GNOME’s current sysadmin team is entirely volunteer-based, but as they are having problems finding enough (trusted) volunteers they are looking at hiring a part-time sysadmin. From looking at the GNOME wiki, it looks like they have had a meeting about the shortage of sysadmins. Citing from the minutes
The biggest problem that we’ve always had with the maintaining an active sysadmin team is the need for trust. If somebody shows up and wants to help out with a GNOME coding project, then it’s easy to build up trust over time. Suggest a project, have the person send patches, review the patches, if the patches are good, eventually give them direct commit access. However, for sysadmin work, we get a lot of people who want to help out, but it’s very hard for someone to contribute without being given a “dangerous” level of access to the GNOME systems.
Without having looked very hard, I would guess at the GNOME infrastructure being about as open as most proprietary software projects. There’s no way for me, as a third party to take a look at their infrastructure, take a look at their ticket backlog and submit patches for problems. Similarly, their nagios setup is behind a password prompt, so there’s no way for me to look at what services often have performance problems, suggest new monitors or point out any servers or services that are not monitored.
I’m not saying this to pick on GNOME, and as I’ll touch on below, they do seem to mostly do the right thing, and as one of the Freedesktop.org sysadmins, I know we’re not any better at least not yet.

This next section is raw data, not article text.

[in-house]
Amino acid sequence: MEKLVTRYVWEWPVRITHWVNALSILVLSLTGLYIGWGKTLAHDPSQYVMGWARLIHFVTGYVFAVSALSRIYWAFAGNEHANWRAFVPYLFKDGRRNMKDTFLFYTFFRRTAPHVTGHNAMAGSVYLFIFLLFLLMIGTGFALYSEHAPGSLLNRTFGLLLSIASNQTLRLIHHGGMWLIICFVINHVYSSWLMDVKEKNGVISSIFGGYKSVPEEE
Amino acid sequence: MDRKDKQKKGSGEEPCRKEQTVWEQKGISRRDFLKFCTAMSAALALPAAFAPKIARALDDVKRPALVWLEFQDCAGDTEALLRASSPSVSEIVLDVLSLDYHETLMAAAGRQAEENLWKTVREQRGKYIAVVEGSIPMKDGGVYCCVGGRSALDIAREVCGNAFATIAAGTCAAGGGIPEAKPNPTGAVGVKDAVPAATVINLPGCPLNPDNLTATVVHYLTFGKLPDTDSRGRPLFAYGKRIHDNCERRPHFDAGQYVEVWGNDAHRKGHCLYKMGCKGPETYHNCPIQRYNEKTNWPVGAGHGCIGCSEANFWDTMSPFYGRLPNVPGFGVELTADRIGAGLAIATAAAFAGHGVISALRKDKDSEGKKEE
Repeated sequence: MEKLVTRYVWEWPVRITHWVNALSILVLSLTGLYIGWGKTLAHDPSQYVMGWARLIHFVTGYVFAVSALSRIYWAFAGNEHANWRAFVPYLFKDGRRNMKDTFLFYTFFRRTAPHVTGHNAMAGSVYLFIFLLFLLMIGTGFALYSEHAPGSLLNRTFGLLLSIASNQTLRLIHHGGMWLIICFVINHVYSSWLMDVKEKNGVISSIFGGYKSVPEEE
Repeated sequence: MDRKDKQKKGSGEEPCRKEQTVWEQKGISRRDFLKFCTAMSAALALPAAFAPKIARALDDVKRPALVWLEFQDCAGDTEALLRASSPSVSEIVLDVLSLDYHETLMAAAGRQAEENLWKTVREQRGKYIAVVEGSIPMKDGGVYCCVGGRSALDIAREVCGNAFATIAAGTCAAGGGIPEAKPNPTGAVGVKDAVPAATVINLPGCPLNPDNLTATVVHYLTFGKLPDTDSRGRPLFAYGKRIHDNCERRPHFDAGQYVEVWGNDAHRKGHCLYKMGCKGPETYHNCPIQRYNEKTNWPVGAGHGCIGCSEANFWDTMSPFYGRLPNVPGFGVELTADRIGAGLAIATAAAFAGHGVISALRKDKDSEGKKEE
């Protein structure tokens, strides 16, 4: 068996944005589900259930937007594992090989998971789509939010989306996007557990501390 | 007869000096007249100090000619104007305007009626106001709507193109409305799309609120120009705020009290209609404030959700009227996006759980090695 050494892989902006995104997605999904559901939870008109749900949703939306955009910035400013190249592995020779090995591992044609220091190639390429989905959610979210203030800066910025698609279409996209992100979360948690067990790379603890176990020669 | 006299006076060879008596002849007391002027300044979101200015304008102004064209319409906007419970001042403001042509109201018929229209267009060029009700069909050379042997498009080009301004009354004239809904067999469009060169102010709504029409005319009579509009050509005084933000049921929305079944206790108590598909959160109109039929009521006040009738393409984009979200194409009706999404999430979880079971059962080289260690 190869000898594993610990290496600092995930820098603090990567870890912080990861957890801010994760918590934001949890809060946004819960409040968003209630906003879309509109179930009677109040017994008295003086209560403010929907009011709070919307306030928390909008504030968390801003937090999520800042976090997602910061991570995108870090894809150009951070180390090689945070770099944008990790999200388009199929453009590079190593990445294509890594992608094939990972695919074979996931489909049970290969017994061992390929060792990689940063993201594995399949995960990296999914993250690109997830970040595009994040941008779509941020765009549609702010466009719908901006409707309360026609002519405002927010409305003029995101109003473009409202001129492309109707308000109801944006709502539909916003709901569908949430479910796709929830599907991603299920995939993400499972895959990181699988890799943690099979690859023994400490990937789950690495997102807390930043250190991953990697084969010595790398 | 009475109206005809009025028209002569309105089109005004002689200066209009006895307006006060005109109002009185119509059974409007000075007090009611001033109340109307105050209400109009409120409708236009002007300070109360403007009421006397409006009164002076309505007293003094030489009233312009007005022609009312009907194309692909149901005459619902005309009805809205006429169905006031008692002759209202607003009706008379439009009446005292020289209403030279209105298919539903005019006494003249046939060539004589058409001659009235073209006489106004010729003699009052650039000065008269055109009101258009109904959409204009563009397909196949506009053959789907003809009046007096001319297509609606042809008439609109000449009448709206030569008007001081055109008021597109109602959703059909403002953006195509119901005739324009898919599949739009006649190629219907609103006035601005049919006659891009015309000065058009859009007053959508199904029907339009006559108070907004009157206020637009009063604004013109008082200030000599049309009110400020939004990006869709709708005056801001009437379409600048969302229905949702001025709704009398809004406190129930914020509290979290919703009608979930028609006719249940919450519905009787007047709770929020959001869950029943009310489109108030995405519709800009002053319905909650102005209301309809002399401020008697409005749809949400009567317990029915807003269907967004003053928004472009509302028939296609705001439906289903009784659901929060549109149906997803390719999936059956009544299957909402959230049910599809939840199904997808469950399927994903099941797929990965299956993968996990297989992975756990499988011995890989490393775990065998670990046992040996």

One way to make it at least somewhat easier to contribute and get involved is to use a tool like Chef or Puppet and publishing the recipes. This won’t magically make everything transparent, but it’ll be a big step up. Ideally, the recipes should be complete enough that you can bootstrap a working system from them and so easier reproduce the infrastructure and any problems. It seems like GNOME is using puppet, but I couldn’t find the recipes.
Moving a complete infrastructure from something managed by hand to something managed using automation tools is a fairly big and involved process. However, if you’re serious about getting more people involved in your sysadmin team, I think it’s one of the more reasonable ways to opening up. It also means that when one of your servers is stolen, catches fire or suffers other catastrophic failure you can rebuild the service much quicker.
My last point is to open up your ticket tracker. Most tickets aren’t security sensitive, so provide a way for people to mark those tickets that are sensitive as such and make the rest public. The GNOME wiki makes this a bit confusing as it talks a bit about RT, but it seems like they actually use bugzilla for sysadmin tickets and just hide security-sensitive ones.